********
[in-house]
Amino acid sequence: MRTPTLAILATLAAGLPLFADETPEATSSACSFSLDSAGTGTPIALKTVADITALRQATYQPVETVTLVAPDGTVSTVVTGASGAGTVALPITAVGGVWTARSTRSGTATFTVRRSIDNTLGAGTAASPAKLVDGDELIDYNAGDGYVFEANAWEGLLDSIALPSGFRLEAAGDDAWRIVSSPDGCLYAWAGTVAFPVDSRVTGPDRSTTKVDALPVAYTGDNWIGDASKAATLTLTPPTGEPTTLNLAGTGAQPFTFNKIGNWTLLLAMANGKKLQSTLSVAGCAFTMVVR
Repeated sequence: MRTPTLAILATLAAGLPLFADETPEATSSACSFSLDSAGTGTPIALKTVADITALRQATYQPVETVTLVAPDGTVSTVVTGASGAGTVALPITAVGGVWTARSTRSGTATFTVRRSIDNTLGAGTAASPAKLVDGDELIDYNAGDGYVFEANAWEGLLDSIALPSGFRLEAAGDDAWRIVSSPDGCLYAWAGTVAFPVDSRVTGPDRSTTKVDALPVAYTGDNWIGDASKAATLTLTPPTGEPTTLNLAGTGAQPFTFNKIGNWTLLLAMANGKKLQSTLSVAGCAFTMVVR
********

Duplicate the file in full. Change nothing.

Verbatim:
[in-house]
Amino acid sequence: MRTPTLAILATLAAGLPLFADETPEATSSACSFSLDSAGTGTPIALKTVADITALRQATYQPVETVTLVAPDGTVSTVVTGASGAGTVALPITAVGGVWTARSTRSGTATFTVRRSIDNTLGAGTAASPAKLVDGDELIDYNAGDGYVFEANAWEGLLDSIALPSGFRLEAAGDDAWRIVSSPDGCLYAWAGTVAFPVDSRVTGPDRSTTKVDALPVAYTGDNWIGDASKAATLTLTPPTGEPTTLNLAGTGAQPFTFNKIGNWTLLLAMANGKKLQSTLSVAGCAFTMVVR
Repeated sequence: MRTPTLAILATLAAGLPLFADETPEATSSACSFSLDSAGTGTPIALKTVADITALRQATYQPVETVTLVAPDGTVSTVVTGASGAGTVALPITAVGGVWTARSTRSGTATFTVRRSIDNTLGAGTAASPAKLVDGDELIDYNAGDGYVFEANAWEGLLDSIALPSGFRLEAAGDDAWRIVSSPDGCLYAWAGTVAFPVDSRVTGPDRSTTKVDALPVAYTGDNWIGDASKAATLTLTPPTGEPTTLNLAGTGAQPFTFNKIGNWTLLLAMANGKKLQSTLSVAGCAFTMVVR